Managing redundancy and restructuring post-furlough
The Coronavirus Job Retention Scheme has been at the heart of government support to businesses. It has been widely recognised as both helping employers manage the cost of staff wages and preventing widespread redundancies.
The scheme as it currently stands has been extended by a further month to the end of July. Then from the beginning of August until the end of October the scheme will become more flexible, allowing employers to bring furloughed employees back part-time. With this flexibility will come a requirement on employers to share the burden of paying salaries with the Government, and with businesses not able to afford or not needing pre-COVID-19 staffing levels on August payrolls, are we about to see large scale redundancies?
Rhona Darbyshire, Partner and Head of Employment Law at Cripps Pemberton Greenish, and Andrew Tate, Partner and Head of Restructuring at Kreston Reeves, explore and explain the steps businesses must follow when considering redundancy programmes.
Businesses that wish to make 20 people or more redundant are required in law to hold a collective consultation. Consultations must address the avoidance of redundancies, reducing the number of dismissals, and mitigating the consequences of redundancy.
Consultations must run for a minimum of 30 days where 20 or more people are to be dismissed and for 45 days where 100 people or more are to be dismissed.
This means larger employers wishing to make redundancies before the 1 August must start those consultations by the 15 June, with smaller businesses by the 1 July. The clock is ticking.
Collective consultation must take place with ‘appropriate’ representatives of the affected employees. If the employer recognises a trade union, it must consult with the union representatives. Otherwise, employers can choose whether to consult with existing employee representatives, perhaps through a staff consultative forum, or representatives elected specifically for the purposes of the consultation.
Consultation must take place “with a view to reaching agreement”, although there is no obligation on the parties to reach an agreement. The employer should explain the business case for the proposed redundancies and listen to the representatives’ views. The consultation should be meaningful and so an open discussion between the parties is very much encouraged.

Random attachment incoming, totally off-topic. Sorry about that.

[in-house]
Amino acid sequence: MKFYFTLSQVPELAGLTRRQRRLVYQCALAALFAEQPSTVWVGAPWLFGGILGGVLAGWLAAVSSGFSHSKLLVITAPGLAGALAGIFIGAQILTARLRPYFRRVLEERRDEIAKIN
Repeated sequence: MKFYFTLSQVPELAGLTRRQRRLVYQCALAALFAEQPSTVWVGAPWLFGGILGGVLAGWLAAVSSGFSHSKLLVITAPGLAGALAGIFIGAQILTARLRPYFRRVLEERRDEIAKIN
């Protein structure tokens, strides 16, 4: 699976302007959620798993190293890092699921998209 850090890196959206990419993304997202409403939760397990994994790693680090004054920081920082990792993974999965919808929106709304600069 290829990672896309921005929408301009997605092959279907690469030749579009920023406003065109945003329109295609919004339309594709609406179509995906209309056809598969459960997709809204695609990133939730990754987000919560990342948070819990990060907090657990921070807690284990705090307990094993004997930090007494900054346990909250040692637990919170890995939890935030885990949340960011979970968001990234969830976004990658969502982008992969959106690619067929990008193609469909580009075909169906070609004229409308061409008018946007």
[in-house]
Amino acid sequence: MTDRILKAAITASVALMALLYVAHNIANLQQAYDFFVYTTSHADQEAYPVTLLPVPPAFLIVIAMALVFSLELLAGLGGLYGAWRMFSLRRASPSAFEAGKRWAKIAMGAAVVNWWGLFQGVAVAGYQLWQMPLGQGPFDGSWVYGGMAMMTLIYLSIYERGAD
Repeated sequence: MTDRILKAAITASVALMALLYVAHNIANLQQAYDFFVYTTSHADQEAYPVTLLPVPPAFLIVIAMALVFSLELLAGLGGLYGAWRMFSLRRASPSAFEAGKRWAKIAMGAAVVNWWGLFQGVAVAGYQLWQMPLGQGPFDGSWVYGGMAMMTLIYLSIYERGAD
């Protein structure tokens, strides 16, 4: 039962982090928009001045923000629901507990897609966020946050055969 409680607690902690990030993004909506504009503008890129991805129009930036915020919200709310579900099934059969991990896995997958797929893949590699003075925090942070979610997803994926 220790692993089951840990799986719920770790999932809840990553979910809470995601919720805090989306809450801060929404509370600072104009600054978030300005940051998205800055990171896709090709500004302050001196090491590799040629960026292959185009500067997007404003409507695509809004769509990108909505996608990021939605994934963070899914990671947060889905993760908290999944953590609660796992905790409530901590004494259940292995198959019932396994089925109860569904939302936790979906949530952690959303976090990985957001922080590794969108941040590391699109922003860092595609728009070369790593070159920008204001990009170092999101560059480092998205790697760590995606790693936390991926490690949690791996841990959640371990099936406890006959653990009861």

Employee representatives may in the current conditions be more willing to accept the business rationale , meaning the consultation can quickly move on to other issues, such as alternative employment and any redundancy package on offer.
Businesses should keep in mind that staff on furlough are likely to feel particularly vulnerable to possible redundancy and it is important that the consultation is not entered into with prejudged outcomes.
Consultations can be conducted via video conferencing technology and video briefings, via email and letter.
Businesses face stiff penalties if they fail to consult in the required way, with each employee made redundant entitled to receive the equivalent of 90 days’ pre-furloughed pay.
The furloughing scheme has been a great buffer for businesses. In a recent survey 828 SME businesses in the UK by the Association of Practicing Accountants, of which Kreston Reeves is a member, 89 percent of businesses which responded stated that the job retention scheme was critical to business survival during the crisis.
However, the dynamics of bringing employees back into the business is difficult. Some businesses may find that turnover leaps back to normal levels when the lockdown eases and bringing their workforce back into the business with the attendant cost will be matched by income. However, other businesses will find that turnover only returns slowly, or they may not be able to reopen immediately after the end of the furlough arrangements.
With the furlough scheme as it currently stands due to change at the end of July, businesses need to look ahead and try to predict what turnover may look like from that point onwards. Further details of the new flexible furlough scheme will be published at the end of May, but in the meantime if the business cannot sustain the additional cost of employees coming back into the business, albeit on a part time basis, consideration may need to be given to redundancies.
The cost of redundancies needs to be modelled by businesses before embarking on the redundancy process. Many businesses enjoy a long relationship with their employees, but the cost of redundancies can be high if long-serving employees have to be made redundant.
A decision has to be made as to whether employees will be required to work their notice period or whether the company will pay them for their notice without requiring them to work. In some cases, the cost of making employees redundant could be the difference between a business surviving or failing.
If a business does go bust, a government scheme allows employees to make a claim against the government for statutory redundancy pay. In some cases, if a company is going to go bust as a direct result of having to pay redundancy, it is possible to avoid this by obtaining a loan from the government to cover the statutory redundancy payments. This scheme is not widely known but could be a lifeline for a business experiencing difficulties when the job retention scheme ceases.
Like so many business decisions in the current crisis, developing financial models to scenario plan different economic outcomes is a vital tool to reaching a well thought out strategy for survival.
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